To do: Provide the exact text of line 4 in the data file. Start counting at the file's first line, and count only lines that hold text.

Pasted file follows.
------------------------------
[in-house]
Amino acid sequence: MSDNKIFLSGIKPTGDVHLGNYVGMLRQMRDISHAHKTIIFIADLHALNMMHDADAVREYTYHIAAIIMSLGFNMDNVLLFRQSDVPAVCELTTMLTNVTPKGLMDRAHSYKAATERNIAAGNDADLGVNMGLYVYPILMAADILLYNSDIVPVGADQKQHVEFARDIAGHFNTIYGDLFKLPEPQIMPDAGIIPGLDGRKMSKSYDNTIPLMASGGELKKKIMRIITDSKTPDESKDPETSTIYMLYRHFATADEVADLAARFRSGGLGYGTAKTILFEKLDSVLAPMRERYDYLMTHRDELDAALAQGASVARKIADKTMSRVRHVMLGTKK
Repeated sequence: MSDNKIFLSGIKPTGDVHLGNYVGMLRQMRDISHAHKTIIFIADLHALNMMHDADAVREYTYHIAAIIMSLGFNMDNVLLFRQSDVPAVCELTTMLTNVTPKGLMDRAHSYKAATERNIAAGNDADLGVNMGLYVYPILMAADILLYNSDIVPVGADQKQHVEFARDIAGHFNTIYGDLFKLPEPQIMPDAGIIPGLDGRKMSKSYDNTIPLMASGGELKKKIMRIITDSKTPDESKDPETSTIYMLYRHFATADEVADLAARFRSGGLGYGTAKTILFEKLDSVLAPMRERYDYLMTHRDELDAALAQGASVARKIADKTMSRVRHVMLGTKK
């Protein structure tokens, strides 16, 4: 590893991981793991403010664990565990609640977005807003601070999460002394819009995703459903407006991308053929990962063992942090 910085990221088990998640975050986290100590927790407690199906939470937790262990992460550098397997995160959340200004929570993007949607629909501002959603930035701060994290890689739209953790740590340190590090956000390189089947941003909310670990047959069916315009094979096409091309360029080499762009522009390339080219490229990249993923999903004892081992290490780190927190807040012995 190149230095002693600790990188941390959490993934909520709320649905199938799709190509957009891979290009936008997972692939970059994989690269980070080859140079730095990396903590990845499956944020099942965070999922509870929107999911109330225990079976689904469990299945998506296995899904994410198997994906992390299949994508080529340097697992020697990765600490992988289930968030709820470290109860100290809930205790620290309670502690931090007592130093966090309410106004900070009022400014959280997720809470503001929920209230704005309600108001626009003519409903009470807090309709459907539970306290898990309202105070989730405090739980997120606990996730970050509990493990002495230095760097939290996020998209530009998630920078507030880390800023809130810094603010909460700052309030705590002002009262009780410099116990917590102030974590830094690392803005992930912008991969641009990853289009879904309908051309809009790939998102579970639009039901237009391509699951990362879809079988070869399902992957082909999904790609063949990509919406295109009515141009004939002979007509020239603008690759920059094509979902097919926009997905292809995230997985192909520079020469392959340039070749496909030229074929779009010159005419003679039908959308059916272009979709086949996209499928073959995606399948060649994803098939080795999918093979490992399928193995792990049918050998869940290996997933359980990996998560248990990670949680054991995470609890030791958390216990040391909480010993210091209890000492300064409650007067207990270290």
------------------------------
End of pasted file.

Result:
């Protein structure tokens, strides 16, 4: 590893991981793991403010664990565990609640977005807003601070999460002394819009995703459903407006991308053929990962063992942090 910085990221088990998640975050986290100590927790407690199906939470937790262990992460550098397997995160959340200004929570993007949607629909501002959603930035701060994290890689739209953790740590340190590090956000390189089947941003909310670990047959069916315009094979096409091309360029080499762009522009390339080219490229990249993923999903004892081992290490780190927190807040012995 190149230095002693600790990188941390959490993934909520709320649905199938799709190509957009891979290009936008997972692939970059994989690269980070080859140079730095990396903590990845499956944020099942965070999922509870929107999911109330225990079976689904469990299945998506296995899904994410198997994906992390299949994508080529340097697992020697990765600490992988289930968030709820470290109860100290809930205790620290309670502690931090007592130093966090309410106004900070009022400014959280997720809470503001929920209230704005309600108001626009003519409903009470807090309709459907539970306290898990309202105070989730405090739980997120606990996730970050509990493990002495230095760097939290996020998209530009998630920078507030880390800023809130810094603010909460700052309030705590002002009262009780410099116990917590102030974590830094690392803005992930912008991969641009990853289009879904309908051309809009790939998102579970639009039901237009391509699951990362879809079988070869399902992957082909999904790609063949990509919406295109009515141009004939002979007509020239603008690759920059094509979902097919926009997905292809995230997985192909520079020469392959340039070749496909030229074929779009010159005419003679039908959308059916272009979709086949996209499928073959995606399948060649994803098939080795999918093979490992399928193995792990049918050998869940290996997933359980990996998560248990990670949680054991995470609890030791958390216990040391909480010993210091209890000492300064409650007067207990270290």